So far, so predictable for the female stars of the athletics world. Nafissatou Thiam came into this event as a comfortable favourite for the heptathlon gold and duly delivered, albeit not quite so comfortably as some had predicted. There was disappointment for Britain’s Katarina Johnson-Thompson, whose below-par performance in the high jump cost her too many points to be able to challenge for a medal. In the 100m sprint, USA’s Tori Bowie pipped Marie-Josée Ta Lou to gold, with Dafne Schippers looking in ominously good form in taking bronze. In the 10,000m event, Ethiopia’s Almaz Ayana was head and shoulders above the rest of the field, winning by over half a minute from compatriot Tirunesh Dibaba.


Beach Volleyball – Ludwig/Walkenhorst take World title–walkenhorst-capture-world-championship-trophy?id=71892

Olympic champions Laura Ludwig and Kira Walkehorst from Germany defeated USA’s Lauren Fendrick and April Ross in three sets to take the World Championships title in Vienna. In doing so, the Germans became the first European team to triumph in beach volleyball, with the event being dominated by Brazil and the USA in previous years.

Brazil’s top seeds Talita Antunes and Larissa Franca took home a bronze medal after defeating Canada’s Melissa Humana-Paredes and Sarah Pavan.



  • Athletics: World Championships, London – August 4th-13th
  • Rugby Union: World Cup, Ireland – August 9th-26th
  • Cricket: KIA Superleague – August 10th-September 1st
  • Cycling: Vårgårda, Sweden – August 13th
  • Tennis: Canadian Open – August 7th-13th

Preview – World Athletics Championships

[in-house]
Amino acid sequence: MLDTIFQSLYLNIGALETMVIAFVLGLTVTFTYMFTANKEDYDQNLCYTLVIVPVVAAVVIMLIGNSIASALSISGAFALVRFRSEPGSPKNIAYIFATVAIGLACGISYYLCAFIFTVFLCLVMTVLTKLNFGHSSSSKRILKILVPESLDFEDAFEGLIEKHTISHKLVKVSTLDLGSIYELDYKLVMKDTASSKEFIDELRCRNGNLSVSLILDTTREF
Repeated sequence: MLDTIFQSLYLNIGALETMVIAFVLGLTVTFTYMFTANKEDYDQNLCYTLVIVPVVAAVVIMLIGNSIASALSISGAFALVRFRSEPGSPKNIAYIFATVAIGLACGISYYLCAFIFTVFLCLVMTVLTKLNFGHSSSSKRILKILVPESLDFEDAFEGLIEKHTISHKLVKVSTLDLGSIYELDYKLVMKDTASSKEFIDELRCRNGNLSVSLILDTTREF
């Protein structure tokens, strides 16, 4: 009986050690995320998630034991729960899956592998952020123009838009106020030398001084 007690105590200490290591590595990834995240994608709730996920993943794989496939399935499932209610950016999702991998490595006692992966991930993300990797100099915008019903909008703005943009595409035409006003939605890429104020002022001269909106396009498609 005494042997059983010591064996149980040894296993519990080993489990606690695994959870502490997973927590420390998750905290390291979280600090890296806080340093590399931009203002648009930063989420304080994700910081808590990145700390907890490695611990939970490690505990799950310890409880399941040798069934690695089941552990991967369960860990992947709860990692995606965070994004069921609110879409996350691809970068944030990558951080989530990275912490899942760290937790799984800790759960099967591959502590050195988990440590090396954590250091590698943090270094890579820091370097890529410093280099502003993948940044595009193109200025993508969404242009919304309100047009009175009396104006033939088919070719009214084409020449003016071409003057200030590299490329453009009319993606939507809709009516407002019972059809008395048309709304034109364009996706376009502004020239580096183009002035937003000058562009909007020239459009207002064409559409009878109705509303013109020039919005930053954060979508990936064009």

What is it?

It’s a biennial competition to work out who are the best athletes on the planet. It first took place in 1983, and the 2017 competition to be held in London will be the 16th edition. It takes place from the 4th-13th August, in the London Stadium (previously known as the Olympic Stadium, but rebranded following West Ham’s takeover).

Who are the main athletes to look out for?

  • Nafissatou Thiam (Belgium) (Heptathlon) – The UK are holding out for Katarina Johnson-Thompson to come of age (see below), but standing in her way is the formidable figure of Nafissatou Thiam, who announced herself on the world stage by winning gold at the Rio Olympics. Earlier this year, she became only the fourth woman to pass the 7,000 points mark for the heptathlon, and at only 22, has a fantastic chance to break the world record held by the USA’s Jackie Joyner-Kersee.
  • Caster Semenya (South Africa) (800m and 1,500m) – The South African will double-up at the World Championships this year, as she looks to compete in the 1,500m as well as her recognised event, the 800m. Semenya remains a world-class athlete, but will understandably continue to draw headlines for reasons other than her performances on the track, as she continues to be made an unwilling poster-girl for hyperandrogenism. Those discussions are even more likely this week in light of the new rules and regulations which were announced by the IAAF last month (look out for a future post on this, once I’ve got my own thoughts in order, and found the time to write it).

25490332424_9d617dd198_zDafne Schippers (picture courtesy of Filip Bossuyt)

  • Dafne Schippers (Netherlands) (100m and 200m) – Schippers is that relative rarity: a world-class white sprinter. Schippers started out as a heptathlete, and was very successful, particularly at junior level, before making the decision to focus on the sprint events from the 2014 season onwards. Her breakthrough came in the 2015 World Championships in Beijing, where she won a silver medal in the 100m and a gold medal in the 200m. She then backed up these performances at the Olympics, although was disappointed to finish second behind Jamaican rival Elaine Thompson. With Thompson also competing in London, Schippers will be looking to avenge that Olympic defeat, as well as defend her world title.